Sarah Grace McCandless

Teller of Stories. Yours. Mine. Ours.

Digital Strategist. Social Media Expert. Brand Marketing Guru. Seasoned Writer. Published Author.

Poor Man's Tina Fey. Dog Mom to Nancy Drew.

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More Than Words

Like millions, I was saddened to wake up to the news of Maya Angelou's passing this week. A beautiful, profound life so well lived, and so robust with wise words. As a writer, this one of course speaks to my soul:

In terms of overall life, though, this is the one I anchor most to - and oddly enough, just shared through my own social channels less than a month ago:

I'll only know so much about how I truly made or make people feel while I'm still a part of this earth, because this is dependent on people telling or showing me this. I can and have made assumptions about how I impacted feelings, be it a stranger I never spoke a word to, and never saw again, or something who has been a staple in my life for decades or more.

The surest way for me to know is for it to come directly from the source. But do we feel safest to share how people truly made us feel only after they're gone, and unable to do anything with this information?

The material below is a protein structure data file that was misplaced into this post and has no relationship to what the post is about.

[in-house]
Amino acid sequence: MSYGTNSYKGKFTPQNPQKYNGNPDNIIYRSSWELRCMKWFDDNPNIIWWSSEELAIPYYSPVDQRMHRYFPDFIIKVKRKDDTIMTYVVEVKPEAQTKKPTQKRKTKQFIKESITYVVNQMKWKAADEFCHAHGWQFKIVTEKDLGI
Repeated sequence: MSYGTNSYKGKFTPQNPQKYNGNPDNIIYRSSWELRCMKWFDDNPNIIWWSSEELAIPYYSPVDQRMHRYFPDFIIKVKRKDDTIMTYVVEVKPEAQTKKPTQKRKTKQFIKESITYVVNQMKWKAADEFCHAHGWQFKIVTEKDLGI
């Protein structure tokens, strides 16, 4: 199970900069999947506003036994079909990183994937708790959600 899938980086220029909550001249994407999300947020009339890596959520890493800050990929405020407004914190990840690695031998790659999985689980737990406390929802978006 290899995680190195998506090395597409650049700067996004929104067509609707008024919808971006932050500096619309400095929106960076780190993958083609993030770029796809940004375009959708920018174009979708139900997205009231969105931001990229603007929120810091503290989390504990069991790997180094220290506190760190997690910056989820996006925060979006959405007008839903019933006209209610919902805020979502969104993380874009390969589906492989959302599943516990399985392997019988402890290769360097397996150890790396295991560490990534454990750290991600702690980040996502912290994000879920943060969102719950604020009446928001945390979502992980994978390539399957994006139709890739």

That said, I also know is I can make choices that will likely lead to creating feelings that are more on the positive mark: appreciated, confident, loved. And I can make plenty of other choices in terms of my actions and words that really only have one possible outcome: negative residue, from the fingerprint to the permanent scar variety. 

The more life I live, the more I reflect on my choices past and try to make better choices present and future - to the point that part of my first and only tattoo ever, inked at the beginning of this year, includes an italian phrase that was the closest I could come to the sentiment, "Make good choices."

This is, of course, easier said than done on some days versus others.

But as I move through my days, my intent is pure. That I will make the kind of choices that create feelings of sincere care, concern, protection, inspiration, joy. That my life will be measured not by my last job title, or bank account balance, but rather by how widespread I can leave these kind of marks.